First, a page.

Tuesday, March 19, 2013

The papal incoronation...sort of

So, today is Francesco's incoronation as pope. The papal crown, called the tiara or triregnum, hasn't been worn since Paul VI in the mid 20th century, but still figures among the vestments of the pope. So what is it?...More......

Worn with the cope (the open-fronted mantle-like outer garment), this headcovering for popes, that probably diverged from the mitre (the pointed form worn together with the poncho-like chasuble) around 1130*, is for non-liturgical functions.


That is, for functions in which the pope is acting more like an earthly prince, and less like a heavenly one. (That's a pretty rough distinction, but it will do.)

Mitres for performing the Mass, tiaras for receiving foreign dignitaries.

Got it?

It started out with only one crown, then had two, but since the pontificate of that fascinating and authoritarian figure, Boniface VIII, who took the throne in 1295, it now has three. Why three?

Three for the Trinity might come first to mind, but the symbolism** developed along other lines, denoting the three realms of papal power (Universal Pastor, universal ecclesiastical power, terrestrial power...obviously, according to the Catholics; terrestrial power since the victory of Italian over papal forces in 1870-1871 is limited to the small Vatican State and its little snippets, for example, the churches scattered throughout Rome). It also could symbolize the three roles of Christ, of whom Catholics believe the pope is the earthly representative: priest, prophet and king.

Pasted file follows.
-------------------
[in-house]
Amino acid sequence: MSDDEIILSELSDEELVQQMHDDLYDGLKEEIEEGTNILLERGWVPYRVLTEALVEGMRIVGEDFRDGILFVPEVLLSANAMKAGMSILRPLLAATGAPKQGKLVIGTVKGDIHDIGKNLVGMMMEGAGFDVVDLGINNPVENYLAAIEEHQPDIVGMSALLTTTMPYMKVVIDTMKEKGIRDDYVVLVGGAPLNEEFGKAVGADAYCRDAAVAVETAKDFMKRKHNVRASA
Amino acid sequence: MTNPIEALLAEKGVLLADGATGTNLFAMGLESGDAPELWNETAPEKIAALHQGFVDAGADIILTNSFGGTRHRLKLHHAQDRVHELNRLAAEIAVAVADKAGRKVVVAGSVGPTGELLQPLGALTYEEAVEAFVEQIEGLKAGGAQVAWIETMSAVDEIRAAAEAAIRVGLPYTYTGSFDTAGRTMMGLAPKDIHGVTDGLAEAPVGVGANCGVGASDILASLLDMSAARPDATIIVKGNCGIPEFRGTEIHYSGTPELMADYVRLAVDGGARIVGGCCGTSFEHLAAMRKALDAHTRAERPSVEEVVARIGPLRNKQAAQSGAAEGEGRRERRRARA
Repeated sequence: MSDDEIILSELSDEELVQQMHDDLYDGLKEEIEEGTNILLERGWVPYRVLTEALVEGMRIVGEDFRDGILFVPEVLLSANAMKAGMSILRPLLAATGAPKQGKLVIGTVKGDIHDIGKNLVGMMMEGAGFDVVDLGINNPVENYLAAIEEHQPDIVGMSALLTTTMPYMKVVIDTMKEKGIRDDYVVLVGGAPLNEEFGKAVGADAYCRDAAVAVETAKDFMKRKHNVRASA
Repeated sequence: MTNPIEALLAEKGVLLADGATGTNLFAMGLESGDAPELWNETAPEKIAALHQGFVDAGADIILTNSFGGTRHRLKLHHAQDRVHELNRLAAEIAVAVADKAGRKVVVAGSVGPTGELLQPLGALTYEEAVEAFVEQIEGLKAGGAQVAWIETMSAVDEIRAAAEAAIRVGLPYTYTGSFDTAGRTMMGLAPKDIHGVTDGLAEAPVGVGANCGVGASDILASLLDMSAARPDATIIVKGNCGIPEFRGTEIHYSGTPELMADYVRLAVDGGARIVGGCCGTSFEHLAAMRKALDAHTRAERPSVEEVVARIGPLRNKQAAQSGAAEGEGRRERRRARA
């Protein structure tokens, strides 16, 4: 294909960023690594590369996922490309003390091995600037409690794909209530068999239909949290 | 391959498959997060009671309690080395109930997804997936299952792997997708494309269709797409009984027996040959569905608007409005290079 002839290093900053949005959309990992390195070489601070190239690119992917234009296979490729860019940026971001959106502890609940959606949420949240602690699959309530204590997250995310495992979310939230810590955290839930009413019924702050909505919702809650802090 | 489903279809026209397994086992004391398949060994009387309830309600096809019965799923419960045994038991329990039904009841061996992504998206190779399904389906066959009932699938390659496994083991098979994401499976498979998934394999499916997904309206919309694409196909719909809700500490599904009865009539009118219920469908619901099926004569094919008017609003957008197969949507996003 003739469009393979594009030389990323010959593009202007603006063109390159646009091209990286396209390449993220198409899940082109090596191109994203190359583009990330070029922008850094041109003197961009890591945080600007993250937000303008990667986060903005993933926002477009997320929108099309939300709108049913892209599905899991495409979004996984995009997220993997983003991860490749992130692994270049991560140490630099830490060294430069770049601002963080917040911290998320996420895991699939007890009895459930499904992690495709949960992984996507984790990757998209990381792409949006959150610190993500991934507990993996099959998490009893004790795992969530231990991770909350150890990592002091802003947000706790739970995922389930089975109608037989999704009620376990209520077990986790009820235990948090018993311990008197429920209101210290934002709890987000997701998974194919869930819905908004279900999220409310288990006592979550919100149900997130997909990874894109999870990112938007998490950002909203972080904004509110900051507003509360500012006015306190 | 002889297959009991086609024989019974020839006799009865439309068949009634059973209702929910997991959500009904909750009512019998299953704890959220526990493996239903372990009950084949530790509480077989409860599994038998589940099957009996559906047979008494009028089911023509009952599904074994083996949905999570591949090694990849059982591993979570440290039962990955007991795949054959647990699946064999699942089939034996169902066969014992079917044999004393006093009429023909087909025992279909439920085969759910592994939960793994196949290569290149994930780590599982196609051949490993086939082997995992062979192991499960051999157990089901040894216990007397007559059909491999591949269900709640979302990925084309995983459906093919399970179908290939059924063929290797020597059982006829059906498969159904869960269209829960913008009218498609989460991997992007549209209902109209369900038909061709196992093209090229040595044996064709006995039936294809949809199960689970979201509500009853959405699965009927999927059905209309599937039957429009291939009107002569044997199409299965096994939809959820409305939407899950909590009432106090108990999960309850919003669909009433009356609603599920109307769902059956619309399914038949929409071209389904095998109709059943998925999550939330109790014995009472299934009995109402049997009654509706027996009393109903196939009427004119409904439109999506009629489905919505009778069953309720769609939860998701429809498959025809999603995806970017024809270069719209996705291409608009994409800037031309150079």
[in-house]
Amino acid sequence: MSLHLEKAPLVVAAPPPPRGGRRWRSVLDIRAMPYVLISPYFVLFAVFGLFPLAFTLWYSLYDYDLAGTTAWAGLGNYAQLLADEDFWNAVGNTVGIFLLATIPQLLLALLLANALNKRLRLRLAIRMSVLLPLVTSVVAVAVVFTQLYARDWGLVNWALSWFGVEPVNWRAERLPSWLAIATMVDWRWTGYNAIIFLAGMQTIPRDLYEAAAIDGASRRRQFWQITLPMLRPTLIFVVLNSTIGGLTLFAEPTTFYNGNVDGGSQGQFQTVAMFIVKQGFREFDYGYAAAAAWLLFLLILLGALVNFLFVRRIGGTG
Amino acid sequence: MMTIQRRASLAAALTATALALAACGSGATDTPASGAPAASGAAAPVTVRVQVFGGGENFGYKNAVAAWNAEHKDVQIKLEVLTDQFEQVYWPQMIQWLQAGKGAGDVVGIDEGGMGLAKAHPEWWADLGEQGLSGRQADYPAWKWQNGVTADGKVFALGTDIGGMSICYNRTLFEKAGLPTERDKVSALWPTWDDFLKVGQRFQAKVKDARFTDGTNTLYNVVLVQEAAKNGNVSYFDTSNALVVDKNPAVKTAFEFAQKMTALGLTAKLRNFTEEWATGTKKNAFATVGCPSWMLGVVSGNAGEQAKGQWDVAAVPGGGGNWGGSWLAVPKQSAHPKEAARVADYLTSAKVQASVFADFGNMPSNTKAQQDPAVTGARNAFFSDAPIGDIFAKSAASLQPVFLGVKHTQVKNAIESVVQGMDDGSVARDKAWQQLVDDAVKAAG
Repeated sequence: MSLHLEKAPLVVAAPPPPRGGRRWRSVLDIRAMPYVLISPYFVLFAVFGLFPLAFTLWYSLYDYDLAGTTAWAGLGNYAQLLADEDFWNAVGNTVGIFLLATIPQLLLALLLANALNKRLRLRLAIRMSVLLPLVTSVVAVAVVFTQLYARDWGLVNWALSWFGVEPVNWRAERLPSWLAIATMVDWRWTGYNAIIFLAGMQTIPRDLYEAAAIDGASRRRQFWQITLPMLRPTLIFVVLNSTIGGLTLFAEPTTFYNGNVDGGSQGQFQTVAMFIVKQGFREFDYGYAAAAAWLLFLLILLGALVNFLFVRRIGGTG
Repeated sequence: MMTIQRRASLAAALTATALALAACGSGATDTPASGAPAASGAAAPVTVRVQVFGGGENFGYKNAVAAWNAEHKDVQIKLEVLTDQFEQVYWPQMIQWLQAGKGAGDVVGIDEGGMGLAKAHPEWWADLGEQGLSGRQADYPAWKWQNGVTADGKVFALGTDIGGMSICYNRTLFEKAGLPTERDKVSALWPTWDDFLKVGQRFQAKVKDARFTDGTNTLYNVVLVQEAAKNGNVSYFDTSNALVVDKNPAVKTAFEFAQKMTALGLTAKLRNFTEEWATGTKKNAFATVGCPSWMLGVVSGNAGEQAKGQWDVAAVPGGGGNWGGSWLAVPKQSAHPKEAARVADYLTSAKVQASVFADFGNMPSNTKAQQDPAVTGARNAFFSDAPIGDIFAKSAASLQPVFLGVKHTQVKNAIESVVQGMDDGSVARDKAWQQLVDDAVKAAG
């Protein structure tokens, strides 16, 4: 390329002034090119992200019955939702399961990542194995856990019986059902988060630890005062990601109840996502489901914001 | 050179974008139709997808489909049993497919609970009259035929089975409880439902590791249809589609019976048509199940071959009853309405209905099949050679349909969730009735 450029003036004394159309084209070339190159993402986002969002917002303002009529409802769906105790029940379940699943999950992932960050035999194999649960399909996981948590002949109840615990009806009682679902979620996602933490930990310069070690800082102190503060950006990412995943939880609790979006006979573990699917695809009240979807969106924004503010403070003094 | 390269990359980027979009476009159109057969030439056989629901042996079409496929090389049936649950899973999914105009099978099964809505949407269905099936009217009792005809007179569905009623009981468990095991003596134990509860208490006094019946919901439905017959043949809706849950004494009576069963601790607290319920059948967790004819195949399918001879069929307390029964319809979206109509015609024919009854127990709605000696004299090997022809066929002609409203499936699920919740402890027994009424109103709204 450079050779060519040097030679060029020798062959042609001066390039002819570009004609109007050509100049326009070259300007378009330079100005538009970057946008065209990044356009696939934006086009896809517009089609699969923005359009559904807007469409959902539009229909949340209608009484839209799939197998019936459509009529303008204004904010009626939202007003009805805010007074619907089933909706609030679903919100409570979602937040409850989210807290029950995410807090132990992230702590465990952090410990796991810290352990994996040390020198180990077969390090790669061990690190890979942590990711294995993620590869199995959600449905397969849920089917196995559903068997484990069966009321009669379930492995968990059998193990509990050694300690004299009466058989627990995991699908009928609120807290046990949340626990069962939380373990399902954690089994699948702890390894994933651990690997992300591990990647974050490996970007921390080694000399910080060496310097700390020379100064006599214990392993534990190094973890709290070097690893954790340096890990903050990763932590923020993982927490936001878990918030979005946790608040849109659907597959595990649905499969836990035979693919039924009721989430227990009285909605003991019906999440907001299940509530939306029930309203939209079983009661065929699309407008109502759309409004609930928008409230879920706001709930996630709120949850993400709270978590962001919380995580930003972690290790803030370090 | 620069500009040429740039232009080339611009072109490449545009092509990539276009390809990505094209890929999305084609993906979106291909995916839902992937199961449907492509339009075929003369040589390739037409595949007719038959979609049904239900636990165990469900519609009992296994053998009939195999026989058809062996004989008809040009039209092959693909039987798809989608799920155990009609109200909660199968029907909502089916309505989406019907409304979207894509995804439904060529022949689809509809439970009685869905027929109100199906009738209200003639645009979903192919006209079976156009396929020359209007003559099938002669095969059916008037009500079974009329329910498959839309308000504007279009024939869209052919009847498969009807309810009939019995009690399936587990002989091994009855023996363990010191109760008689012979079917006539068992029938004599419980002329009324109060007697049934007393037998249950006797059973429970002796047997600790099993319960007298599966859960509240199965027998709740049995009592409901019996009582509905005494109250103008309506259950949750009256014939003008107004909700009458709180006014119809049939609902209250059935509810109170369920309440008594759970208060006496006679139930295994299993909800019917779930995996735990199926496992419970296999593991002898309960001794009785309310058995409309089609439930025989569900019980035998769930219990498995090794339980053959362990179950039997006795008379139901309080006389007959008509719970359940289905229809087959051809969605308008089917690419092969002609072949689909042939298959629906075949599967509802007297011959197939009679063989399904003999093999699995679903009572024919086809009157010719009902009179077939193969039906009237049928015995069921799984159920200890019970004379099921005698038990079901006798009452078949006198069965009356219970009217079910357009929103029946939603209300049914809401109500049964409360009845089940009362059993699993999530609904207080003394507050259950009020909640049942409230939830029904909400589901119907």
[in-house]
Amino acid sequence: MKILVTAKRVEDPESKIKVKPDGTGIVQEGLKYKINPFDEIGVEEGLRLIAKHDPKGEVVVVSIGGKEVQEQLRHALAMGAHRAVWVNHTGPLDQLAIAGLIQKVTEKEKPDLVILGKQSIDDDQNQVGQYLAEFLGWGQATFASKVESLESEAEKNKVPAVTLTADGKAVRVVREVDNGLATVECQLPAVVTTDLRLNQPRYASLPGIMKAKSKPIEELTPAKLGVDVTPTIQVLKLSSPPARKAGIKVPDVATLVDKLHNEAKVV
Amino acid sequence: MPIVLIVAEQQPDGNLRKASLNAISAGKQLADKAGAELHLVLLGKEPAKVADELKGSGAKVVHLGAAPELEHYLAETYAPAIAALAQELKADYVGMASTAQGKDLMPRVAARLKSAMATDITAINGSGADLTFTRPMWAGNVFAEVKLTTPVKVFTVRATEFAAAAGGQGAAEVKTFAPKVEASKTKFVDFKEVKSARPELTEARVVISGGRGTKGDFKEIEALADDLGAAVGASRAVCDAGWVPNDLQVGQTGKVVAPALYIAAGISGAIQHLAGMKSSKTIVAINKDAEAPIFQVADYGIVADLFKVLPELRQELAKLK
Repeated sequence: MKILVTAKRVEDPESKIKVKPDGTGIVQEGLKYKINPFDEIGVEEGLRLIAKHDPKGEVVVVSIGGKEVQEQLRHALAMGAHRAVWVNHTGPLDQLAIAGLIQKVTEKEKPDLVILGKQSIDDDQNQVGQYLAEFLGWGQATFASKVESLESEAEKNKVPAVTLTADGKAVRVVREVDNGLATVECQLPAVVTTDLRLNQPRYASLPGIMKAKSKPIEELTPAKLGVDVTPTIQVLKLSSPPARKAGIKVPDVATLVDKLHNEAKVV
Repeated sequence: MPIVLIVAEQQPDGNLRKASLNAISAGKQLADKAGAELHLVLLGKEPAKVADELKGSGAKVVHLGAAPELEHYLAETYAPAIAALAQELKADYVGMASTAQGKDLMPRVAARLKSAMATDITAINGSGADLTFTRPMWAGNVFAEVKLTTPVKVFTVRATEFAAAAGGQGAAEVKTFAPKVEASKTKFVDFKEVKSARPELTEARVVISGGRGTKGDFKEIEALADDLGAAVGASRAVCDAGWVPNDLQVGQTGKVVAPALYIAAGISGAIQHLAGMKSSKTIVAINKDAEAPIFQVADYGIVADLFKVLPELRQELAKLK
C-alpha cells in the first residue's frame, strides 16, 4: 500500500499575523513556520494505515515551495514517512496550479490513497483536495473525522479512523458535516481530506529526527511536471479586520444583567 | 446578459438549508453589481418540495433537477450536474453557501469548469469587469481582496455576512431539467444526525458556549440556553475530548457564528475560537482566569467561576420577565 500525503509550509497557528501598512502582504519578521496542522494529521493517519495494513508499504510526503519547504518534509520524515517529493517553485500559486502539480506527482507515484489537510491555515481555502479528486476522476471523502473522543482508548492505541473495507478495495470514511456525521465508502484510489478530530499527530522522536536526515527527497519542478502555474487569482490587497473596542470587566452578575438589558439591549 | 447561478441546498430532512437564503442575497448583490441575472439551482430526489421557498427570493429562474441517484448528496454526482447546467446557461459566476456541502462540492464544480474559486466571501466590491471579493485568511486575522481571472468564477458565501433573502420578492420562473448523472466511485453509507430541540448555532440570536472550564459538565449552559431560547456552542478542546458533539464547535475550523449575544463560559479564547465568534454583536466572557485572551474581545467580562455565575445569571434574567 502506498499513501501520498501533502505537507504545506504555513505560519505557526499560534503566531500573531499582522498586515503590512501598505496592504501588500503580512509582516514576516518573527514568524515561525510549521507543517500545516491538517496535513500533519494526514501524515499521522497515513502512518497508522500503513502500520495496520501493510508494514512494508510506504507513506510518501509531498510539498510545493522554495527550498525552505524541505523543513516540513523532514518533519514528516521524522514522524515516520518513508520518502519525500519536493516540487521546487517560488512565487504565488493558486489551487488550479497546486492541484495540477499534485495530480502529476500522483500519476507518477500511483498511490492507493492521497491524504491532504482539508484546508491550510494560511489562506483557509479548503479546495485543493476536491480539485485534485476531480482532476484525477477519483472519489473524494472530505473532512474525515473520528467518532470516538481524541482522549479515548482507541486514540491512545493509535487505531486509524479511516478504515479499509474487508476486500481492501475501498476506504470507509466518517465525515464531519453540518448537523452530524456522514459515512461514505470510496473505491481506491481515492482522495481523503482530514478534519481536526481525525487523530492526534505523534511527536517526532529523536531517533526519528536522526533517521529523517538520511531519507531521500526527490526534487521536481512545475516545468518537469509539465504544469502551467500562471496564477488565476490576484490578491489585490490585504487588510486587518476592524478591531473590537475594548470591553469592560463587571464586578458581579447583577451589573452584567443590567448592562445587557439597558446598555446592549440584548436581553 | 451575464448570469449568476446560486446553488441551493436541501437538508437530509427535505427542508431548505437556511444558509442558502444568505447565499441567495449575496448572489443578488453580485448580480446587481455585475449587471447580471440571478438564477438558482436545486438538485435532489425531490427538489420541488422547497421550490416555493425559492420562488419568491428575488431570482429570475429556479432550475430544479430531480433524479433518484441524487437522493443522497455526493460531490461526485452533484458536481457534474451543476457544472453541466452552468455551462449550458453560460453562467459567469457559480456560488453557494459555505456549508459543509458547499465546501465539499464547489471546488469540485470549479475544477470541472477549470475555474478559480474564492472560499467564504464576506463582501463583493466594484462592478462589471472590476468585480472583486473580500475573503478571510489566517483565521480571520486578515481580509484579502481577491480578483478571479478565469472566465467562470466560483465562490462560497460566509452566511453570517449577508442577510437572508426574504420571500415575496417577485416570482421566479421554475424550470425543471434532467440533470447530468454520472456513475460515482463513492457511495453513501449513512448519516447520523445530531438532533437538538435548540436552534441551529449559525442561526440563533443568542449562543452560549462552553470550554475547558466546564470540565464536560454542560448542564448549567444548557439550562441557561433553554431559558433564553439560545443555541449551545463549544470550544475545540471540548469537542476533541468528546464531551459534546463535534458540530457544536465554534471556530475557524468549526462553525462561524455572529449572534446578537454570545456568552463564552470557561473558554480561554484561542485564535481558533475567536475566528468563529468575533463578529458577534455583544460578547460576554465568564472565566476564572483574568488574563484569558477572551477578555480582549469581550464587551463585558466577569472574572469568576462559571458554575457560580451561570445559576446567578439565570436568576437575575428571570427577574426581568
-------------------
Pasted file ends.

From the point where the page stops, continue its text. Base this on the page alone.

The tiara features in centuries of ceremonial protocol for the incoronation and actions of the pope, and even if you're not Catholic, and its symbolism of terrestrial power is limited, today, its history is still fascinating.

Now you know...enjoy!

*The Catholic Encyclopedia online is out-of-print, but is considered by many scholars to be a better version than the one now in print. It is freely available, and a reliable reference source for a lot of things, even those not having to do with Catholicism, though obviously not updated. For example, the works of Braun, the author of this contribution, were and remain absolutely fundamental for the study of liturgical and non-liturgical vestments.

**This is a good and succinct summary; if you're not religious, just skip the Bible verses at the end.

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